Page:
Don Tyrrell Remembered for His Guidance of Cypress College Students
Cypress College is remembering Don Tyrrell, a 35-year employee who continued to support the campus following his retirement in 2005. Mr. Tyrrell, a resident of Westminster, died on August 22. He was 81.
Mr. Tyrrell was a counselor serving business majors during his entire tenure at Cypress College — and was frequently cited by alumni as their favorite college employee. He moved from his hometown of Osage, Iowa, where he had been a junior high school teacher and coach, to attend the University of Southern California in pursuit of his master’s degree.
He worked at Westminster High School as a counselor for five years after graduation from USC. He was hired at Cypress College in 1970 where he because one of the college’s most-recognized faculty.
“All of our employees are selected based on their commitment to support students throughout the course of their journey at Cypress College,” said President JoAnna Schilling, Ph.D. “Don Tyrrell represented that commitment perhaps more than any other member of our community.”
Though he was retired for 14 years, alumni regularly inquired about him — a sentiment reflected in a 2004 welcome letter to students written by then-Cypress College President Dr. Margie Lewis in which she referred to Mr. Tyrrell as “the consummate counselor.”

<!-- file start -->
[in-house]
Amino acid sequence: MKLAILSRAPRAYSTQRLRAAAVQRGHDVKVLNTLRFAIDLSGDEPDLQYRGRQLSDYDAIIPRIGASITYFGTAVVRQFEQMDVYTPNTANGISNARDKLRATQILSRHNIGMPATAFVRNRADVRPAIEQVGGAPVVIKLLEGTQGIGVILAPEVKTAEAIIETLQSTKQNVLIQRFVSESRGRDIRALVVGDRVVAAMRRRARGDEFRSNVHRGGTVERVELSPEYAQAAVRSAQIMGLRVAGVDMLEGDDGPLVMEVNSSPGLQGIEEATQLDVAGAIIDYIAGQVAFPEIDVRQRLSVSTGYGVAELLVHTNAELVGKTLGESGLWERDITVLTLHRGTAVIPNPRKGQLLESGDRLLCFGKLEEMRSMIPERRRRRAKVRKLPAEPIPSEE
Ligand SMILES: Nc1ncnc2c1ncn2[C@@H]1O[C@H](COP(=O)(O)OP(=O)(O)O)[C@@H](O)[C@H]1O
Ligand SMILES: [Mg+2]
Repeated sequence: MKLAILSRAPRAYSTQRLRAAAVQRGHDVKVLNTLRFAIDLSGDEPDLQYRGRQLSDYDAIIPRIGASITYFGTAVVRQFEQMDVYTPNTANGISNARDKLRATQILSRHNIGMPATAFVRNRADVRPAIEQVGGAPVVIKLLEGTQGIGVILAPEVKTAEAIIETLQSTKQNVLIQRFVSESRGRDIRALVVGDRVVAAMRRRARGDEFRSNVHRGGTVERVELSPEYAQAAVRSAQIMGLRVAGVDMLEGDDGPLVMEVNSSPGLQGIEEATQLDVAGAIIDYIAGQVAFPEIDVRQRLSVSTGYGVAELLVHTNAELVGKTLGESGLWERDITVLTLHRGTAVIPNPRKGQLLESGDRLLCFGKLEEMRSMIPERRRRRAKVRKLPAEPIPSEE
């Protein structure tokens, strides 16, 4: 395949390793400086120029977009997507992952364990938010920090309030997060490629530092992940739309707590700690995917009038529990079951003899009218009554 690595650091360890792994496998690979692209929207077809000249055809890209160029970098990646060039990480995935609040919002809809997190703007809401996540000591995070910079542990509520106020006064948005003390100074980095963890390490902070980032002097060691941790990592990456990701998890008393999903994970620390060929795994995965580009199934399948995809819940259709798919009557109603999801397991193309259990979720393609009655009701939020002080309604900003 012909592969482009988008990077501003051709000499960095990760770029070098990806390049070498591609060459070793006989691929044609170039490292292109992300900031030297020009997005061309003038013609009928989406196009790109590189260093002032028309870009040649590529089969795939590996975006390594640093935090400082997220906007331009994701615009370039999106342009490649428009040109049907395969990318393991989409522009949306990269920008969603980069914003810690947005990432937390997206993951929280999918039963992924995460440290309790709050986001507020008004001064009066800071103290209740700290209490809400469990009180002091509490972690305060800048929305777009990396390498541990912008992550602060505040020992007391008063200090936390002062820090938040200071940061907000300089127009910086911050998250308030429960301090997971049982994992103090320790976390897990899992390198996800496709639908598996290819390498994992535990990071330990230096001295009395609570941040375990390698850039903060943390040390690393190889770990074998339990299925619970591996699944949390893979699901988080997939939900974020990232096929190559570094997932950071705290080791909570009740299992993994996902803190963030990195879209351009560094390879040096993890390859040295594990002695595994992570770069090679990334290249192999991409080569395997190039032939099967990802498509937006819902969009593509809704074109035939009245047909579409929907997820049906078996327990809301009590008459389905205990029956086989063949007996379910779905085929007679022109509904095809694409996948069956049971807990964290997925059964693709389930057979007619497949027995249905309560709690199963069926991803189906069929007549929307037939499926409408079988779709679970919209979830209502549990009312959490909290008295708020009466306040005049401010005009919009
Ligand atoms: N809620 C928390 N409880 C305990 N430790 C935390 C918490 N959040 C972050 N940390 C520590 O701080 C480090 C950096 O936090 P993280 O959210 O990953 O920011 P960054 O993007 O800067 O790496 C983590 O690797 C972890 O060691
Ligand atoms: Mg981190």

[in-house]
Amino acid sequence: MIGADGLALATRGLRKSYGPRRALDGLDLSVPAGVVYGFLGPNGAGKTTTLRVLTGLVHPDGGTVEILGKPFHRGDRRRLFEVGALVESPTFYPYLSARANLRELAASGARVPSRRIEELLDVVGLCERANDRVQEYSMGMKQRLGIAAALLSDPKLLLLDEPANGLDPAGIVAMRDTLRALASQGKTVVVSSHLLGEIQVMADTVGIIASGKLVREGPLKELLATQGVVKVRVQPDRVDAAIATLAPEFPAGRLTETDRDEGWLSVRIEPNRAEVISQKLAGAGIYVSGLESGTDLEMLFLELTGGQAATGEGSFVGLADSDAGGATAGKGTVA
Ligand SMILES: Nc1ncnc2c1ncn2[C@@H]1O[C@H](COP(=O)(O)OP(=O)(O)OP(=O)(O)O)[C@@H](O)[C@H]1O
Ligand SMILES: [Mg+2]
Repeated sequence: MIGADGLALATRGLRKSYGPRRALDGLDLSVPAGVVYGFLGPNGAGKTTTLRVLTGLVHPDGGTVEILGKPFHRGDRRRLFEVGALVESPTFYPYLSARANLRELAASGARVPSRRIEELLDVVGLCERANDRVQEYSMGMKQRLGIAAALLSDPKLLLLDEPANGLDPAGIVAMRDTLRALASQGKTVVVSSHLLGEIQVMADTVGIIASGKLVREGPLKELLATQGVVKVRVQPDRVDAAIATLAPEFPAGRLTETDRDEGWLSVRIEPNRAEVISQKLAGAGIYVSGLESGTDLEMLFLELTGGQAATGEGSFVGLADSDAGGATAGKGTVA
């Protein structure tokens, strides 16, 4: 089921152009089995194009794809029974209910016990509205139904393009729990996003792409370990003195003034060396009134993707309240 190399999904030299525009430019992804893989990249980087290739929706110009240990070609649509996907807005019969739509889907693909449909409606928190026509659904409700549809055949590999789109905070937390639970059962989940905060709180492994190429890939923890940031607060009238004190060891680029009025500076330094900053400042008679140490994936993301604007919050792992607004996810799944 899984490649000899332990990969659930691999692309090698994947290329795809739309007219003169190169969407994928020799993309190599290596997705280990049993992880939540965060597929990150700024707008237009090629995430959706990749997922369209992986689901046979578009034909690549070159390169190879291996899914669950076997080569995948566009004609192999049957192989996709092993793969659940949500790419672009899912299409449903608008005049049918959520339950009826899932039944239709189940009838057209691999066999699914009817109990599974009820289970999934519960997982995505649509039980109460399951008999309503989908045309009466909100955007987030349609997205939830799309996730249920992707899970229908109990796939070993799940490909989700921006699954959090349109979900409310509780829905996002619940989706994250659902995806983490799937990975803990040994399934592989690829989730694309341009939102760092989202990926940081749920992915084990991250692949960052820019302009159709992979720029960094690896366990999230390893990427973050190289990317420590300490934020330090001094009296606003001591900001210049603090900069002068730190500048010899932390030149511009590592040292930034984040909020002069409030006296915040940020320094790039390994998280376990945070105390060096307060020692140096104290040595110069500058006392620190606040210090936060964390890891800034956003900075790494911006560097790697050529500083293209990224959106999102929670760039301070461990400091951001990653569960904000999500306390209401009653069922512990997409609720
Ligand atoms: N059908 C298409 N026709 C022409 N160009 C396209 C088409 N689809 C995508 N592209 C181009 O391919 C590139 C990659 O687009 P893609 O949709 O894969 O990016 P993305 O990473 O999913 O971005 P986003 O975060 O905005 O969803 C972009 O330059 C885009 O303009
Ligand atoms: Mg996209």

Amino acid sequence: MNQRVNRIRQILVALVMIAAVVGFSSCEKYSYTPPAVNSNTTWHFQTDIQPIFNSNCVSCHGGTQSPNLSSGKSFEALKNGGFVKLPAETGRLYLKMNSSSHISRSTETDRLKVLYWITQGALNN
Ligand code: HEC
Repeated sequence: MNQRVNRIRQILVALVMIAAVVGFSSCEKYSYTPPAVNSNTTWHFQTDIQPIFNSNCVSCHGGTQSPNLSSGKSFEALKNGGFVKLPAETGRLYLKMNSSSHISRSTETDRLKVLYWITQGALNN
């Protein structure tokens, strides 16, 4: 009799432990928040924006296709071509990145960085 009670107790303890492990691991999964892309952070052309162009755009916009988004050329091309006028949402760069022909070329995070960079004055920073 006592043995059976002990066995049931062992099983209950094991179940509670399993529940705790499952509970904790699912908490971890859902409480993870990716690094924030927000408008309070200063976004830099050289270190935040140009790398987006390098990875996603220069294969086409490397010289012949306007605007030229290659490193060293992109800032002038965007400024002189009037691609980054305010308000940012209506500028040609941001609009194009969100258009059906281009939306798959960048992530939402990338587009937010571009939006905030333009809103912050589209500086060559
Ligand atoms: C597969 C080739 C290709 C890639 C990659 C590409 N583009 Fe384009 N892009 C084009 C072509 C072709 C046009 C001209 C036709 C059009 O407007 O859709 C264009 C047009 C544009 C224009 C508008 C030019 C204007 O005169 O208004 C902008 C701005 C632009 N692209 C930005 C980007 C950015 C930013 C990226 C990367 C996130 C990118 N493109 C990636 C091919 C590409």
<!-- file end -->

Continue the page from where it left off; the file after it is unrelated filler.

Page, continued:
Those feelings were echoed by his dean when Mr. Tyrrell was selected for the prestigious National Institute for Staff and Organizational Development 1997 Excellence Award. “[The award] exemplifies the esteem in which he is held by his students and colleagues,” then-Counseling Dean William Parmenter noted in Mr. Tyrrell’s personnel file.
Another performance review noted: “Don articulates his philosophy of counseling for student success strongly, but with a sensitivity to others’ opinions. He leaves no doubt that his primary role is to assist individual students in enhancing their learning and success.”
At Cypress College, Mr. Tyrrell served on numerous committees — including accreditation and assessments of both instructional quality and student services — and advisory boards. Following his retirement, he continued committee work, helping plan the 40th and 50th anniversaries of the college and serving annually for many years to select the alumnus of the year.
Mr. Tyrrell is survived by his wife Audrey, a retired teacher, and sons Scott and Mike. Services are pending.